Sixty weeks, eleven countries, three subcontinents and one empty bank balance later and I’ve reached the final blog entry for this amazing trip (as I don’t plan to bore myself or anybody else with blogging my readjustment to reality)! How do I summarise these entire thirteen months of travel? It has been fascinating, wonderful, harrowing, illuminating, surprising and just far too much fun.
I began in Argentina trekking in the Andes, wine tasting, horse riding, dancing Tango in San Telmo, learning Spanish in Buenos Aires and visiting volcanoes. In Brazil I fished for piranhas, danced Samba in Salvador, learned to surf, gazed on incredible waterfalls, crawled through caves, went clubbing in Rio’s favelas and fell in love with Caipirinhas. In Sri Lanka I walked along the railway tracks, saw huge stone Buddhas, fought monkeys off my breakfast and brought my first Saree. Then it was onto Nepal where there was intricate architecture, stunning scenery and adventure overload; bathing with elephants, trekking in the Himalayas, white water rafting, rock climbing and one 160m high bungee jump that terrified me beyond belief. I spent the next four months falling in and out of love with India on a daily basis: from Bollywood dance routines, working on an HIV project, sunsets on camel rides and sunrises over the Ganges, ancient city palaces, crumbling forts, drinking chai with shop owners, talking to street kids, visiting Jain, Baha’i, Sikh, Muslim, Hindu and Buddhist temples and mosques and watching fireworks over Udaipur’s lake at New Year. Possibly the most wonderfully crazy, intense, contradictory, infuriating and enchanting place to travel in the world. After India I arrived into comparative calm and order in the easy bustle of Bangkok and hill tribes of Northern Thailand. A slow boat took me into the beauty and charm of Laos, tubing down the river, kayaking, discovery the tragedy and scars from the Secret War and doing nothing on the 4000 islands. In Vietnam there were terraces, rice wine drinking with ethnic minorities, limestone karsts, Viet Cong tunnels and the beautiful island of Phu Quoc. Cambodia was a furnace in April but nothing could diminish the splendour of the Angkor temples. Finally I went to Malaysia, a country with the sweetest people in South East Asia, where the beautiful Perhentian islands were a week of relaxing on balconies and scuba diving with sea horses, eels, turtles and rays.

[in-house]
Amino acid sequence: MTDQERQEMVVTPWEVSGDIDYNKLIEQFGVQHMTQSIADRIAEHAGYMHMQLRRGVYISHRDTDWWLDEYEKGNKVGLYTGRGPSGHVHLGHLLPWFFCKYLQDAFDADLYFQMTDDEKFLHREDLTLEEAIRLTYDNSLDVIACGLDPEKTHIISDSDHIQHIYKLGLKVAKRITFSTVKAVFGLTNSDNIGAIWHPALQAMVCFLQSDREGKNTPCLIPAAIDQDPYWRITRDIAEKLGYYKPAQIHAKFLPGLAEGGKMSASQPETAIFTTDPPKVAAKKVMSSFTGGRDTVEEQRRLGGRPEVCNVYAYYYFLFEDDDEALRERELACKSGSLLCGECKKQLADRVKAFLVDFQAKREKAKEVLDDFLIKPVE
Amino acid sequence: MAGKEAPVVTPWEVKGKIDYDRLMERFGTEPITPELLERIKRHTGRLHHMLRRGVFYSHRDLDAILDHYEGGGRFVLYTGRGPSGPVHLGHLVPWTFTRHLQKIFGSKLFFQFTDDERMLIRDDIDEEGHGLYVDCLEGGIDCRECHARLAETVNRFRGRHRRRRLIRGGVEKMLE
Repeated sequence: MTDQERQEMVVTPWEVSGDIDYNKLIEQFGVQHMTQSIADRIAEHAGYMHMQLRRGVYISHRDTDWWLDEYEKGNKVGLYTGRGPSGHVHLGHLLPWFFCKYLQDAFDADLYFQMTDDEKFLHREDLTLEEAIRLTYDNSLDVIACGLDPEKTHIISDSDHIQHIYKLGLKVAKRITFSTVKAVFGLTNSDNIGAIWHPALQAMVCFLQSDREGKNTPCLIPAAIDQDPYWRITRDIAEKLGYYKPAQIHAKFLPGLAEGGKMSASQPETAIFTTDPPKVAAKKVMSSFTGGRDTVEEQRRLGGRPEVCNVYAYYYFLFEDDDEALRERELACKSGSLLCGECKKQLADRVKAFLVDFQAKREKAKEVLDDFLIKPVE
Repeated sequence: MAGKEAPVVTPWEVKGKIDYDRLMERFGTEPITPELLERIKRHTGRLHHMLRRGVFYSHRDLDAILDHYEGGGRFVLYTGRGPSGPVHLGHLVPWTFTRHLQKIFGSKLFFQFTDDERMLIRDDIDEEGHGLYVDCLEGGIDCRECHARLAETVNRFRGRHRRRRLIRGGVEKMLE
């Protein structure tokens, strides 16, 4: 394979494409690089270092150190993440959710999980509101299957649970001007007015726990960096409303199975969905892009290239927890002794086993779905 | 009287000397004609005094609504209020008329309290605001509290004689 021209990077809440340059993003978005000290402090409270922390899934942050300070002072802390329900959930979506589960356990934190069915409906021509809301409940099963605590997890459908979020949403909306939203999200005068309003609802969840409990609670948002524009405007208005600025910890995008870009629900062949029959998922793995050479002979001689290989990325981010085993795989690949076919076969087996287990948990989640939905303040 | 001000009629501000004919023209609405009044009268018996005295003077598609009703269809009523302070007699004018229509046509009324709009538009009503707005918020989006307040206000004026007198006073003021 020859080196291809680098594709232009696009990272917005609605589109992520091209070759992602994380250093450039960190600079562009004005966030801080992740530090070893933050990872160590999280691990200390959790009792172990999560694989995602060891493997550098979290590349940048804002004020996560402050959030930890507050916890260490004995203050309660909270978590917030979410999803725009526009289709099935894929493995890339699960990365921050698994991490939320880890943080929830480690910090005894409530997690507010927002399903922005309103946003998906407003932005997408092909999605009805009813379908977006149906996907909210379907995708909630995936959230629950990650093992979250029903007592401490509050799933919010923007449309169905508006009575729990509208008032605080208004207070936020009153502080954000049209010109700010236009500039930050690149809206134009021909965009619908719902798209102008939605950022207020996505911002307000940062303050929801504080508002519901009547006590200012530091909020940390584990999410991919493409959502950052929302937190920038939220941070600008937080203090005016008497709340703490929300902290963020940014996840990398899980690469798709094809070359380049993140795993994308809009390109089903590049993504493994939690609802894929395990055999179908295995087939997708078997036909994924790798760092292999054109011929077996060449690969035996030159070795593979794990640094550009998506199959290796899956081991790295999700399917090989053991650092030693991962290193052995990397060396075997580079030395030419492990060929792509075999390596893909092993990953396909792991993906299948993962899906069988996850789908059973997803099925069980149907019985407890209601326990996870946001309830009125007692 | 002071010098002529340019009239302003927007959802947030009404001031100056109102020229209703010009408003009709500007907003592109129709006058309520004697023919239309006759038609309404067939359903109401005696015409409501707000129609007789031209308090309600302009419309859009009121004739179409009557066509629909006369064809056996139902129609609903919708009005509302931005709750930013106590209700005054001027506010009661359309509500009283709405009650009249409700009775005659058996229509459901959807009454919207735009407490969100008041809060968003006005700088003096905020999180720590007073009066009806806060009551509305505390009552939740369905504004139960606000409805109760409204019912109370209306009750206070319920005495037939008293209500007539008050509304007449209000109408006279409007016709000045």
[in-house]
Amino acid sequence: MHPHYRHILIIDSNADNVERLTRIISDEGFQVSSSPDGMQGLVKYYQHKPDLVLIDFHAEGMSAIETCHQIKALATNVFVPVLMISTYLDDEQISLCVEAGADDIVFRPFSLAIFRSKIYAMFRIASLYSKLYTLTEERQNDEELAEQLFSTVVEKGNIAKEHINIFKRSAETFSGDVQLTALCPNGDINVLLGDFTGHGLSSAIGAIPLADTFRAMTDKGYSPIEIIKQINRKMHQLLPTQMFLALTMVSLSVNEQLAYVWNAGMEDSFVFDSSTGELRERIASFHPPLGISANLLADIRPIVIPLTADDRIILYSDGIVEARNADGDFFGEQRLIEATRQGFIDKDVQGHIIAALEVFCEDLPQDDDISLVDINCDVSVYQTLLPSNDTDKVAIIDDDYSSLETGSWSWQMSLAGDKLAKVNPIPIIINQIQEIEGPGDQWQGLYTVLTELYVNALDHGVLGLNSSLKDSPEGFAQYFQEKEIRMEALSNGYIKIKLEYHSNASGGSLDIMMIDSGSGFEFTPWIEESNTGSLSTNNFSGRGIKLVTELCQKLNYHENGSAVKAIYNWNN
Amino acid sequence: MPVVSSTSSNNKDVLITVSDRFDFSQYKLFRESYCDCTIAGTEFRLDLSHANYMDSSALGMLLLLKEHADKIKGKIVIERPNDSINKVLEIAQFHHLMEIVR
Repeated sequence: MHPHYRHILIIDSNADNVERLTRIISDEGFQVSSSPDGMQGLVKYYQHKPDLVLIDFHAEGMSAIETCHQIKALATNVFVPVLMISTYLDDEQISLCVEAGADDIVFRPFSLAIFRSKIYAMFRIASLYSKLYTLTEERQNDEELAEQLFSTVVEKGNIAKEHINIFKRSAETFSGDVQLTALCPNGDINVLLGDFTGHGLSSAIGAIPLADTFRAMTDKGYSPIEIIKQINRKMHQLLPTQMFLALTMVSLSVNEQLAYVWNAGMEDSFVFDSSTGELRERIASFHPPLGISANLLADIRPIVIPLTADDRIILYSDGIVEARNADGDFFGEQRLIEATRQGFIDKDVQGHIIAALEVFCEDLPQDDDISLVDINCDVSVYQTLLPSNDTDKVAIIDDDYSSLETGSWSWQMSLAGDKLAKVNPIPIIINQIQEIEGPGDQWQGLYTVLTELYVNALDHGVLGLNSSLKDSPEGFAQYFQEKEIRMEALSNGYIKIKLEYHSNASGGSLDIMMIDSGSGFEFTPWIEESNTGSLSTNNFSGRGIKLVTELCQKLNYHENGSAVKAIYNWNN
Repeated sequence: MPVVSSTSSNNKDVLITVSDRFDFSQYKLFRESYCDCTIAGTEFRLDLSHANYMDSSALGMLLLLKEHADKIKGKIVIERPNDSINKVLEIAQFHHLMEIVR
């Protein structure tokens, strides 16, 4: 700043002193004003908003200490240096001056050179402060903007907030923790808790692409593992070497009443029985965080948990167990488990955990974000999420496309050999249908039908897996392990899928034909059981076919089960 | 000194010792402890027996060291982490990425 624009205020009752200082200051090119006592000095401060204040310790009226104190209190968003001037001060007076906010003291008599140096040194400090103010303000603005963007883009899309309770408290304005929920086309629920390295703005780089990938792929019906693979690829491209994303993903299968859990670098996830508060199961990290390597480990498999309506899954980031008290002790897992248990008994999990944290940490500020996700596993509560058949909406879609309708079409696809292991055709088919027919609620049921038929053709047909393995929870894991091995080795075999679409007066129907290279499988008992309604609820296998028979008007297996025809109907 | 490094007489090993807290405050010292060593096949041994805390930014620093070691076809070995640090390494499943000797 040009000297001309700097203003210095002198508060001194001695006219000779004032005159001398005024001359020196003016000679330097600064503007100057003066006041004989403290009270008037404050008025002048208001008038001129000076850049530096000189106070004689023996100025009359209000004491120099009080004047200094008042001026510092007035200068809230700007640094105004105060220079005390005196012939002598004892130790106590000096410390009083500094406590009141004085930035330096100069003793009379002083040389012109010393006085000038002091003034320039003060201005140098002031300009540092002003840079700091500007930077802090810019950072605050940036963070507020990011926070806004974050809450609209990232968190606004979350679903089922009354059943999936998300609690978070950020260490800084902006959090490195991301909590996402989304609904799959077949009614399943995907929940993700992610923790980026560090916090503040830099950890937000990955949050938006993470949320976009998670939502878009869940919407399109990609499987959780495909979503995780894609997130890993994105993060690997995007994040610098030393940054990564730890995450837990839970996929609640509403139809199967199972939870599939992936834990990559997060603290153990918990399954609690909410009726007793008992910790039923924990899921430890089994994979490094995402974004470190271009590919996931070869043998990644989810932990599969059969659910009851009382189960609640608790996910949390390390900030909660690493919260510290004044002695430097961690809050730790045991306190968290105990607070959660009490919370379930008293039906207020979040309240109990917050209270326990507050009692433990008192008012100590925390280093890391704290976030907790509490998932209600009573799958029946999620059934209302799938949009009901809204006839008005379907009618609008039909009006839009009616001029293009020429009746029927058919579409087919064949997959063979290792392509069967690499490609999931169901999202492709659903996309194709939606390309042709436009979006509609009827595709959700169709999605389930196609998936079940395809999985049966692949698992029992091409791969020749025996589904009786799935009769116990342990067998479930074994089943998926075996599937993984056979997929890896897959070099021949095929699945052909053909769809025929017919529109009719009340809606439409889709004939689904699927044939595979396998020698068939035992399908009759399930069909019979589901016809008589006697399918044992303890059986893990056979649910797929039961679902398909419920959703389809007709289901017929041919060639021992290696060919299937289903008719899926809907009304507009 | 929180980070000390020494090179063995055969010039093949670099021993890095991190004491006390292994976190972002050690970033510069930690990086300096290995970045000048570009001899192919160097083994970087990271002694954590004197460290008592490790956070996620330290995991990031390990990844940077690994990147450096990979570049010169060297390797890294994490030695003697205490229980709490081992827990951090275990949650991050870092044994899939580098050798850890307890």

I’ve been so lucky to meet so many wonderful and entertaining people on this trip – from countries as diverse as South Africa, Taiwan and Norway. I’ve met everyone from liquid dance teachers, to psychiatric nurses, band managers to martial arts enthusiasts, every age from 18 to 60. I’ve been adopted by Indian families, brought chai with rickshaw wallahs and been taught Nepalese by my trekking guide. What I love about travelling is how much you learn; about the places you visit, the cultures of the people you meet and about yourself. I’ve learnt that I love a good shouting match with tuk tuk drivers, that I cannot handle my rice wine, that photographs of the Vietnam War shocked me but not as much as the simple head shots of torture victims of the Khmer Rouge, that I hate backpackers with dreads & stripy trousers who walk around in bare feet trying to find themselves, that I can foil camera muggings in Vietnam, how to pull off leeches, that there is no such thing as full public transport in Asia, that I will never wipe my arse with my hand, that a sense of humour goes a long way, that nobody ever has change and that no matter where you are in the world it is always possible to find a good cup of Earl Grey Tea, if you look hard enough.
So I do I feel about going home? Split is the answer. I do miss England, my family, friends, the dog, proper English pubs, mature cheddar cheese and semi-skimmed milk. I’m looking forward to not constantly running out of clean underwear, to be able to drink the tap water, to unpack my rucksack, to walk down the street being totally ignored and to not have took check bathrooms for snakes, spiders, rates, cockroaches or monkeys before sitting down. And despite all that I am going to miss travelling more than I can express. I’ll miss arriving in new places where any time can be a Sunday afternoon of a Saturday night, where there is always something new to see or to do, someone new to meet or somewhere beautiful to do nothing at all. The longer you are away the more you realise travelling is never about one trip, one holiday or one sabbatical. It is not as much something you do as someone you are. I love my life at home and although this trip is at and end I know it’s not a question of if I will ever be off on my travels again… only when.